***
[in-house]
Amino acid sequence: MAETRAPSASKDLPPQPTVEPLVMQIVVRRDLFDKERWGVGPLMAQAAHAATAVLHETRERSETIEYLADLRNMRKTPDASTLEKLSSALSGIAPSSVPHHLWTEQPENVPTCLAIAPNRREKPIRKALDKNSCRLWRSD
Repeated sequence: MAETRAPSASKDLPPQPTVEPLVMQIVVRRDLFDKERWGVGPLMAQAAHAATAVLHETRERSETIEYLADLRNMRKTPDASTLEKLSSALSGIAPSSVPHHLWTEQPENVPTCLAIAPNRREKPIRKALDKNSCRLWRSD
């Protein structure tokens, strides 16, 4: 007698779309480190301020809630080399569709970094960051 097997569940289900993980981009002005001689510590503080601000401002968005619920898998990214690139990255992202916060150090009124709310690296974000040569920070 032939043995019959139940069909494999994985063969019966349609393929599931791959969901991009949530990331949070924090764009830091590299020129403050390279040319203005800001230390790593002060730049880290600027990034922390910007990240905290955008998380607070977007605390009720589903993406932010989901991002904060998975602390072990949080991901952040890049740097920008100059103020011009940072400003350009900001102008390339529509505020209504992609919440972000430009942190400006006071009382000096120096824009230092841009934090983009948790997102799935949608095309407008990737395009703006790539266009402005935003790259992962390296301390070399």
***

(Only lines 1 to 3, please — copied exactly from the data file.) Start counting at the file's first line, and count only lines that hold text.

[in-house]
Amino acid sequence: MAETRAPSASKDLPPQPTVEPLVMQIVVRRDLFDKERWGVGPLMAQAAHAATAVLHETRERSETIEYLADLRNMRKTPDASTLEKLSSALSGIAPSSVPHHLWTEQPENVPTCLAIAPNRREKPIRKALDKNSCRLWRSD
Repeated sequence: MAETRAPSASKDLPPQPTVEPLVMQIVVRRDLFDKERWGVGPLMAQAAHAATAVLHETRERSETIEYLADLRNMRKTPDASTLEKLSSALSGIAPSSVPHHLWTEQPENVPTCLAIAPNRREKPIRKALDKNSCRLWRSD